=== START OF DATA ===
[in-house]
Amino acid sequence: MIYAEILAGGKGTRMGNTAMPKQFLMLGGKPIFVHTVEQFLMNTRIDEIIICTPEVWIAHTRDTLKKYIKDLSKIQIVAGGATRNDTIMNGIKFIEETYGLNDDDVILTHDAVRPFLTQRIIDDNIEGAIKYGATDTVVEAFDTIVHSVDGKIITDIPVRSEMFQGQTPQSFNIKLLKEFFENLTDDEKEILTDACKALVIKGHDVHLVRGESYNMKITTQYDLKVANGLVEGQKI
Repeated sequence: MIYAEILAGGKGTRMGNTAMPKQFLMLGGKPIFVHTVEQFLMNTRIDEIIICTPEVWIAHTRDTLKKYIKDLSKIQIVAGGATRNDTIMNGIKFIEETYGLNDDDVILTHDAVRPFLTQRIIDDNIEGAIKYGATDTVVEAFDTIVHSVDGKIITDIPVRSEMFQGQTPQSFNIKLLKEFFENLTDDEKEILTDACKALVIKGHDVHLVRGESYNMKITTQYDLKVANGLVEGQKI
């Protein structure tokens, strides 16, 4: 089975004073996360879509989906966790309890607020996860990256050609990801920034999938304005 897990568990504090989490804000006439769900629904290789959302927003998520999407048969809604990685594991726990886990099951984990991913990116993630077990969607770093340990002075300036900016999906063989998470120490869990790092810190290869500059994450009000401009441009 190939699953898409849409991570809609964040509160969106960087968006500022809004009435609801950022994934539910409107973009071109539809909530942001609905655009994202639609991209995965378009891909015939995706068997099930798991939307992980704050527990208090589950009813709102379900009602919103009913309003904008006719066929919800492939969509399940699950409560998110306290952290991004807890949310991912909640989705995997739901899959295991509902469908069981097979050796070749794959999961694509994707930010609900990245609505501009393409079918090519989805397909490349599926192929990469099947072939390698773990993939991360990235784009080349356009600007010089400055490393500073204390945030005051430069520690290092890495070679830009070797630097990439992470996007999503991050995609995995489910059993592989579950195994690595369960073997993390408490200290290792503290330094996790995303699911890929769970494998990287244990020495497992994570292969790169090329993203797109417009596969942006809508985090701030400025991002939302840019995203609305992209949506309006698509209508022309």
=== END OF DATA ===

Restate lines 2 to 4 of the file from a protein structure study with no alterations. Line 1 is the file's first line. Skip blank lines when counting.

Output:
Amino acid sequence: MIYAEILAGGKGTRMGNTAMPKQFLMLGGKPIFVHTVEQFLMNTRIDEIIICTPEVWIAHTRDTLKKYIKDLSKIQIVAGGATRNDTIMNGIKFIEETYGLNDDDVILTHDAVRPFLTQRIIDDNIEGAIKYGATDTVVEAFDTIVHSVDGKIITDIPVRSEMFQGQTPQSFNIKLLKEFFENLTDDEKEILTDACKALVIKGHDVHLVRGESYNMKITTQYDLKVANGLVEGQKI
Repeated sequence: MIYAEILAGGKGTRMGNTAMPKQFLMLGGKPIFVHTVEQFLMNTRIDEIIICTPEVWIAHTRDTLKKYIKDLSKIQIVAGGATRNDTIMNGIKFIEETYGLNDDDVILTHDAVRPFLTQRIIDDNIEGAIKYGATDTVVEAFDTIVHSVDGKIITDIPVRSEMFQGQTPQSFNIKLLKEFFENLTDDEKEILTDACKALVIKGHDVHLVRGESYNMKITTQYDLKVANGLVEGQKI
């Protein structure tokens, strides 16, 4: 089975004073996360879509989906966790309890607020996860990256050609990801920034999938304005 897990568990504090989490804000006439769900629904290789959302927003998520999407048969809604990685594991726990886990099951984990991913990116993630077990969607770093340990002075300036900016999906063989998470120490869990790092810190290869500059994450009000401009441009 190939699953898409849409991570809609964040509160969106960087968006500022809004009435609801950022994934539910409107973009071109539809909530942001609905655009994202639609991209995965378009891909015939995706068997099930798991939307992980704050527990208090589950009813709102379900009602919103009913309003904008006719066929919800492939969509399940699950409560998110306290952290991004807890949310991912909640989705995997739901899959295991509902469908069981097979050796070749794959999961694509994707930010609900990245609505501009393409079918090519989805397909490349599926192929990469099947072939390698773990993939991360990235784009080349356009600007010089400055490393500073204390945030005051430069520690290092890495070679830009070797630097990439992470996007999503991050995609995995489910059993592989579950195994690595369960073997993390408490200290290792503290330094996790995303699911890929769970494998990287244990020495497992994570292969790169090329993203797109417009596969942006809508985090701030400025991002939302840019995203609305992209949506309006698509209508022309």